Monthly Archives: December 2016

Cocaine rewires brain after single use, study says

Using cocaine once is enough to rewire the brain and cause addiction, according to new research.

A new study, conducted on mice, shows cocaine speedily rewires high-level brain circuits that support learning, memory and decision-making.

The research, from UC Berkeley and UCSF, sheds light on the frontal brain’s role in drug-seeking behavior and may be key to tackling addiction.

Researchers found that, after just one dose of cocaine, the rodents showed fast and robust growth of dendritic spines, which are tiny, twig like structures that connect neurons and form the nodes of the brain’s circuit wiring.

Assistant professor of psychology and neuroscience at UC Berkeley, Linda Wilbrecht, said their images provide clear evidence that cocaine induces rapid gains in new spines.

“The more spines the mice gain, the more they show they learned about the drug,” she said.

For mice “learning about the drug” can mean seeking it out to the exclusion of meeting other needs, which may explain how addiction in humans can override other considerations that are necessary for a balanced life.

“The downside is, you might be learning too well about drugs at the expense of other things,” Wilbrecht said.

Using a technology known as 2-photon laser scanning microscopy, researchers made images of nerve cell connections in the frontal cortices of live mice before and after the mice received their first dose of cocaine and, within just two hours, observed the formation of new dendritic spines.

“The number of new, robust spines gained correlated with how much the individual mice learned to prefer the context in which they received the drug,” Wilbrecht said.

The findings provide clues to behavioral and environmental factors in drug addiction.

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Cosplay Pictures for Saturday

Cosplayers and their cosplay to enjoy!

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The Guerrilla Grafting Movement – Secretly Grafting Fruit-Bearing Branches onto Ornamental City Trees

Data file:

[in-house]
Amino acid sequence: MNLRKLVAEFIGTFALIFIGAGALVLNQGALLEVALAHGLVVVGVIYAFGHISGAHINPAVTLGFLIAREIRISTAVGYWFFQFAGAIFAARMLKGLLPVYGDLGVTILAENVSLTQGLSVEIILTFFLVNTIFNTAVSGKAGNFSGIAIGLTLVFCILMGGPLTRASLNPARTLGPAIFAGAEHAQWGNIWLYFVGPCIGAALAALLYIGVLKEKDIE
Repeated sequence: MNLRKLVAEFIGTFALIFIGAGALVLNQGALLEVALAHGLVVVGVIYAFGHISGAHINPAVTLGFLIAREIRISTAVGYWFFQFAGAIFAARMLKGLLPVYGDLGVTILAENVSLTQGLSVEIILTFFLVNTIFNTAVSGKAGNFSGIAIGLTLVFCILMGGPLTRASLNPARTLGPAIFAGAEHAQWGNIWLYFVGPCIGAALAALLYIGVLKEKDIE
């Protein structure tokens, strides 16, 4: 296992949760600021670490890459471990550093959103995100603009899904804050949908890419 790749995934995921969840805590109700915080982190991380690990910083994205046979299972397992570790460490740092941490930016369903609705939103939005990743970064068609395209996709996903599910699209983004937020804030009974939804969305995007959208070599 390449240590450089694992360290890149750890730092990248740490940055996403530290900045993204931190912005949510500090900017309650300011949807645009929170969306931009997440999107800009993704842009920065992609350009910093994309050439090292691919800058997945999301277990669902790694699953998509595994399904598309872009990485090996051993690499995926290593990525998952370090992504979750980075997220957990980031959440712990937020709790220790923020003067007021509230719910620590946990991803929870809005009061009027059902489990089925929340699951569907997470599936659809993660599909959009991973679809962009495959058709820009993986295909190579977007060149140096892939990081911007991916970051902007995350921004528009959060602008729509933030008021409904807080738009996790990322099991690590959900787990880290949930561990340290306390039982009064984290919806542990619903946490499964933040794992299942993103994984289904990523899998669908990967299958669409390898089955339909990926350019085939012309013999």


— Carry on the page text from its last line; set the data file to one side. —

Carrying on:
There is a group of fruit lovers in San Francisco that practice something known as “guerrilla grafting” –  they graft fruit bearing branches onto fruitless, ornamental trees across the Bay Area city. Having access to free fruit sounds like a wonderful idea, considering the number of homeless people who can rarely afford a decent meal, but guerrilla grafting is actually illegal.

In many metropolitan areas, urban foresters make sure that flowering fruit trees don’t bear any fruit, in order to keep fallen fruit from making a mess on sidewalks and attracting vermin. Most public trees are fruitless, a fact that the Guerilla Grafters obviously don’t like. While authorities see urban fruit-bearing trees as a nuisance, these agricultural rebels see them as an opportunity to provide fresh, healthy produce for free to anyone who walks by.

According to their Facebook page, “Guerrilla Grafters is a grassroots group that sees a missed opportunity for cities to provide a peach or a pear to anyone strolling by. Their objective is to restore sterile city trees into fruit-bearers by grafting branches from fertile trees. The project may not resolve food scarcity, but it helps foster a habitat that sustains us.” Their mission, they say is to make delicious, nutritious fruit available to urban residents through these grafts.

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As noble as their intentions may seem to most of us, guerrilla grafting is illegal and classified as vandalism by San Francisco’s Department of Public Works. It doesn’t matter who plants the tree, who grafts branches, or who maintains it, if it’s on a sidewalk, it’s publicly owned and messing with it is a crime. But as of 2012, the department did not plan to actively pursue grafters. “Unless someone is caught in the act, there’s not much we could do,” said spokesperson Gloria Chan, adding that it is hard to catch because the average person doesn’t know what an illegal graft looks like so it’s not likely to get reported.

However, some people seem to think guerrilla grafting is a very serious problem. “It gets very dangerous very quickly,” said Carla Short, an urban forester for the San Francisco Department of Public Works. “I mean the minute that fruit gets crushed on the sidewalk, it is slippery. We certainly don’t want people to get injured.”

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But the law isn’t a deterrent for these urban gardeners, who seem quite focused on their mission. “People think of fruit trees as a kind of a nuisance,” said Tara Hui, member of the group since its inception five years ago. “The intention of doing guerrilla grafting is not so much for the sake of challenging authority, but to set an example – a working example – to counter the arguments. If we have a prototype, we can have a legitimate rational discussion on the issue.” Plus, every grafted tree has a steward, someone who promises to check up on it regularly, making sure it doesn’t cause any problems.